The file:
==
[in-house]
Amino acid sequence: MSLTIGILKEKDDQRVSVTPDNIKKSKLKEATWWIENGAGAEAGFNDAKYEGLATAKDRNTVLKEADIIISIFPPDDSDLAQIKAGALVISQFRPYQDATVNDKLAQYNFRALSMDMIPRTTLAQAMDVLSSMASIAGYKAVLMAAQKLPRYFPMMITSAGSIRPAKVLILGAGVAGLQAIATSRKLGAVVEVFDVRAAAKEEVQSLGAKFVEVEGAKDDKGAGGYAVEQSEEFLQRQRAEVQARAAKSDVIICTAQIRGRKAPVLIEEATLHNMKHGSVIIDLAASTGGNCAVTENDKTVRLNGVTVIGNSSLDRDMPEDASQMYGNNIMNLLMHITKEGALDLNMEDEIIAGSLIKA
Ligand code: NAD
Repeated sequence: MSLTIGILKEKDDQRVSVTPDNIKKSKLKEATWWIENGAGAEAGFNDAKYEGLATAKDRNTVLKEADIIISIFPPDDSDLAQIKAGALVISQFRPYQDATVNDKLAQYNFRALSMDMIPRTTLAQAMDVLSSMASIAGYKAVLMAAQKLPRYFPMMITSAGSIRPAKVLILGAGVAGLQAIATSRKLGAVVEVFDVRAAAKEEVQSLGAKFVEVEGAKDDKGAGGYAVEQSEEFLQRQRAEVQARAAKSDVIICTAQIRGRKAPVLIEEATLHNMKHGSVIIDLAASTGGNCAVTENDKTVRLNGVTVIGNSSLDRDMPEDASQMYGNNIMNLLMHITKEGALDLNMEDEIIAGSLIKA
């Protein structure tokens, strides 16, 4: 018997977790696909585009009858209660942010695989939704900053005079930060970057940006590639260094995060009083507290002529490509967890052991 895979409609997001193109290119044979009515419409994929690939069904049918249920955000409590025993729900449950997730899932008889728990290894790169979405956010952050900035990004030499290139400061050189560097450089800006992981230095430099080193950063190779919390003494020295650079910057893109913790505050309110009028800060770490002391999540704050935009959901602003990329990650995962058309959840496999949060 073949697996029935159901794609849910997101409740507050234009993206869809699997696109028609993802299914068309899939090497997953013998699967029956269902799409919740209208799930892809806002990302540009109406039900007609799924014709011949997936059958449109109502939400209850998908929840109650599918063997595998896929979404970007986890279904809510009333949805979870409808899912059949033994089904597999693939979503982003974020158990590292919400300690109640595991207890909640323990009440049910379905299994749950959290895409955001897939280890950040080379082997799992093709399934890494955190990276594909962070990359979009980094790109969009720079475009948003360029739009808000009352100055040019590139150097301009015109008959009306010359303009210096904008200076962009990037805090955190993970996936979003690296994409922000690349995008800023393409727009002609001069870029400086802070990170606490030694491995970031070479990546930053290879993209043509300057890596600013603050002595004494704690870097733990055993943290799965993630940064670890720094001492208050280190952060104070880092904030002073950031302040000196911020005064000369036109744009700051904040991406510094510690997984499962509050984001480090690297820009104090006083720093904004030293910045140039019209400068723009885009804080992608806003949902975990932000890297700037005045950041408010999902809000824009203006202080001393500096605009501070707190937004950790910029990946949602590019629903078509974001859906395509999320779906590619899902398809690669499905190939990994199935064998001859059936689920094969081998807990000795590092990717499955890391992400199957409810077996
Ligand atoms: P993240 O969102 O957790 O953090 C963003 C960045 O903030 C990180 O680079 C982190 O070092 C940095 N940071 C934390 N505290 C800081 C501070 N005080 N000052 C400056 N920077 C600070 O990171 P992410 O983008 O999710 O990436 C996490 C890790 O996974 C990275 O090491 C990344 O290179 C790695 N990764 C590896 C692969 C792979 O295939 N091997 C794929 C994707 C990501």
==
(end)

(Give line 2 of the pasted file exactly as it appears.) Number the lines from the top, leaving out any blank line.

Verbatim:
Amino acid sequence: MSLTIGILKEKDDQRVSVTPDNIKKSKLKEATWWIENGAGAEAGFNDAKYEGLATAKDRNTVLKEADIIISIFPPDDSDLAQIKAGALVISQFRPYQDATVNDKLAQYNFRALSMDMIPRTTLAQAMDVLSSMASIAGYKAVLMAAQKLPRYFPMMITSAGSIRPAKVLILGAGVAGLQAIATSRKLGAVVEVFDVRAAAKEEVQSLGAKFVEVEGAKDDKGAGGYAVEQSEEFLQRQRAEVQARAAKSDVIICTAQIRGRKAPVLIEEATLHNMKHGSVIIDLAASTGGNCAVTENDKTVRLNGVTVIGNSSLDRDMPEDASQMYGNNIMNLLMHITKEGALDLNMEDEIIAGSLIKA